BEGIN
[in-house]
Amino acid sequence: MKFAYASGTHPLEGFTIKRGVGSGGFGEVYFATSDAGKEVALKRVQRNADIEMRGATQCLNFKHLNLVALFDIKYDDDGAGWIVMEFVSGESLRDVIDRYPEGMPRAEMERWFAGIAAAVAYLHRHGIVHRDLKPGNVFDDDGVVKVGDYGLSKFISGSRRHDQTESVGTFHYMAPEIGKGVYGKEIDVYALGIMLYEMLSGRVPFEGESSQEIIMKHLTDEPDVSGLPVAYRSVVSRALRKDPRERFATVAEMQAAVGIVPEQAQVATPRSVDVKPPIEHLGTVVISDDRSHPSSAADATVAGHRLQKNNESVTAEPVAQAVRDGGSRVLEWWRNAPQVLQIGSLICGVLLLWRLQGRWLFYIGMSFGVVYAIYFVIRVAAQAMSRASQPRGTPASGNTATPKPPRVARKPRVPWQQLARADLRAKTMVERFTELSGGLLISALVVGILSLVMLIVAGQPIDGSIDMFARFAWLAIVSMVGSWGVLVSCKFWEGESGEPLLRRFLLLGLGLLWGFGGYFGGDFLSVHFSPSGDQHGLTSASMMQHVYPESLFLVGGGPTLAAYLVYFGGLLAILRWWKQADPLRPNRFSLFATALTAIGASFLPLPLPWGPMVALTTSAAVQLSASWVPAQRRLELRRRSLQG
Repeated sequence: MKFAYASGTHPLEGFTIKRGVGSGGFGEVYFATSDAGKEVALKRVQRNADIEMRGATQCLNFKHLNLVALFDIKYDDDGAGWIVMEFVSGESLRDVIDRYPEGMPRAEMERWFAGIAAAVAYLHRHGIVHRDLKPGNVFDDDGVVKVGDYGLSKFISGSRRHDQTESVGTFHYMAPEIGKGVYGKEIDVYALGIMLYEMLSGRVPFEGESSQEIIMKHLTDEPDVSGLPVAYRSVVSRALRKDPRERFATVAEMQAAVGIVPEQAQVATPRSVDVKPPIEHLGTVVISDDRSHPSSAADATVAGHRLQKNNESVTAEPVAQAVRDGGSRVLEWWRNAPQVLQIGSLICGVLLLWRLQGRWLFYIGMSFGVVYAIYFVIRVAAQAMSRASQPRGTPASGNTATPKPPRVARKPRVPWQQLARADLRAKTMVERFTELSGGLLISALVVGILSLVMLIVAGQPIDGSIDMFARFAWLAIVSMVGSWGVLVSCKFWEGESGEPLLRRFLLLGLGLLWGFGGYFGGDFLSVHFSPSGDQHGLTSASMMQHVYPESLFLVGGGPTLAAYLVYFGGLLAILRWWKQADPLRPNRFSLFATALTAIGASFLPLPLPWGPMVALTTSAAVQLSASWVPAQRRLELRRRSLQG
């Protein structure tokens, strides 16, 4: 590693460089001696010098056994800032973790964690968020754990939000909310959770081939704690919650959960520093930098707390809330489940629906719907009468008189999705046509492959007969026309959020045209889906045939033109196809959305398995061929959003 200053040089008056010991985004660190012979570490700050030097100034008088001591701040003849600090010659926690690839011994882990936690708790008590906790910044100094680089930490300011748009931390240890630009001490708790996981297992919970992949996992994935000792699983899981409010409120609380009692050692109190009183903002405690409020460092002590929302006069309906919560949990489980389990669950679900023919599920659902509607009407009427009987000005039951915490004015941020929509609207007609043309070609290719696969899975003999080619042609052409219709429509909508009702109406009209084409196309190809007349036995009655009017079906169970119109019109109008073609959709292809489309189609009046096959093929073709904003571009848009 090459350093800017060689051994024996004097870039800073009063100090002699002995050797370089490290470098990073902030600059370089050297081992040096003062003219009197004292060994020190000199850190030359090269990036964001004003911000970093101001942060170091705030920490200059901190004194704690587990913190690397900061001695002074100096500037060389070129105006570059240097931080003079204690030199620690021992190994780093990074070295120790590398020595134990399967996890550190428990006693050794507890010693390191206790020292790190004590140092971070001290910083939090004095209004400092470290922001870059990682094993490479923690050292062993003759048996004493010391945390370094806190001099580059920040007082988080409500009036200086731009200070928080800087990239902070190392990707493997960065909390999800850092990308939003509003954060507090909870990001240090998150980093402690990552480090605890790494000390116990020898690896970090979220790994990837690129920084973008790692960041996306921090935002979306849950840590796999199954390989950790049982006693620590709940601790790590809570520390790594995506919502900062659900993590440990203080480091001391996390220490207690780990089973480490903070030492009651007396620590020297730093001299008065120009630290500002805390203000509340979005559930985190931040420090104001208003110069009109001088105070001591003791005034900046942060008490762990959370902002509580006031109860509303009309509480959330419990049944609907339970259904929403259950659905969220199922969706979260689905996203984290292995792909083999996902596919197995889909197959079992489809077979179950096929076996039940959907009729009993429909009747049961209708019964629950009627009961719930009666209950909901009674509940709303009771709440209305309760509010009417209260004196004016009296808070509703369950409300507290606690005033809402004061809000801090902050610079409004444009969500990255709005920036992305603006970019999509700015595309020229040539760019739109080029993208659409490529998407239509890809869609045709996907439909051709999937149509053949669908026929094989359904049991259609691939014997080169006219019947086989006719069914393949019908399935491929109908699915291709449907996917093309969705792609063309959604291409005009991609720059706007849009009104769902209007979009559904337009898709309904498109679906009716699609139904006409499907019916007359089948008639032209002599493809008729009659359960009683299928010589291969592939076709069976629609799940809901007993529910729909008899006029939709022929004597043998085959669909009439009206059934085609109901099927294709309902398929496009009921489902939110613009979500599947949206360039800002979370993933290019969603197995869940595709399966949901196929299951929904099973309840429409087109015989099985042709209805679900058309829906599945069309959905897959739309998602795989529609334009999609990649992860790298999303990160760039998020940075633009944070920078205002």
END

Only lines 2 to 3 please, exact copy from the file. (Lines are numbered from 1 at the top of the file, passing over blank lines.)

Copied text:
Amino acid sequence: MKFAYASGTHPLEGFTIKRGVGSGGFGEVYFATSDAGKEVALKRVQRNADIEMRGATQCLNFKHLNLVALFDIKYDDDGAGWIVMEFVSGESLRDVIDRYPEGMPRAEMERWFAGIAAAVAYLHRHGIVHRDLKPGNVFDDDGVVKVGDYGLSKFISGSRRHDQTESVGTFHYMAPEIGKGVYGKEIDVYALGIMLYEMLSGRVPFEGESSQEIIMKHLTDEPDVSGLPVAYRSVVSRALRKDPRERFATVAEMQAAVGIVPEQAQVATPRSVDVKPPIEHLGTVVISDDRSHPSSAADATVAGHRLQKNNESVTAEPVAQAVRDGGSRVLEWWRNAPQVLQIGSLICGVLLLWRLQGRWLFYIGMSFGVVYAIYFVIRVAAQAMSRASQPRGTPASGNTATPKPPRVARKPRVPWQQLARADLRAKTMVERFTELSGGLLISALVVGILSLVMLIVAGQPIDGSIDMFARFAWLAIVSMVGSWGVLVSCKFWEGESGEPLLRRFLLLGLGLLWGFGGYFGGDFLSVHFSPSGDQHGLTSASMMQHVYPESLFLVGGGPTLAAYLVYFGGLLAILRWWKQADPLRPNRFSLFATALTAIGASFLPLPLPWGPMVALTTSAAVQLSASWVPAQRRLELRRRSLQG
Repeated sequence: MKFAYASGTHPLEGFTIKRGVGSGGFGEVYFATSDAGKEVALKRVQRNADIEMRGATQCLNFKHLNLVALFDIKYDDDGAGWIVMEFVSGESLRDVIDRYPEGMPRAEMERWFAGIAAAVAYLHRHGIVHRDLKPGNVFDDDGVVKVGDYGLSKFISGSRRHDQTESVGTFHYMAPEIGKGVYGKEIDVYALGIMLYEMLSGRVPFEGESSQEIIMKHLTDEPDVSGLPVAYRSVVSRALRKDPRERFATVAEMQAAVGIVPEQAQVATPRSVDVKPPIEHLGTVVISDDRSHPSSAADATVAGHRLQKNNESVTAEPVAQAVRDGGSRVLEWWRNAPQVLQIGSLICGVLLLWRLQGRWLFYIGMSFGVVYAIYFVIRVAAQAMSRASQPRGTPASGNTATPKPPRVARKPRVPWQQLARADLRAKTMVERFTELSGGLLISALVVGILSLVMLIVAGQPIDGSIDMFARFAWLAIVSMVGSWGVLVSCKFWEGESGEPLLRRFLLLGLGLLWGFGGYFGGDFLSVHFSPSGDQHGLTSASMMQHVYPESLFLVGGGPTLAAYLVYFGGLLAILRWWKQADPLRPNRFSLFATALTAIGASFLPLPLPWGPMVALTTSAAVQLSASWVPAQRRLELRRRSLQG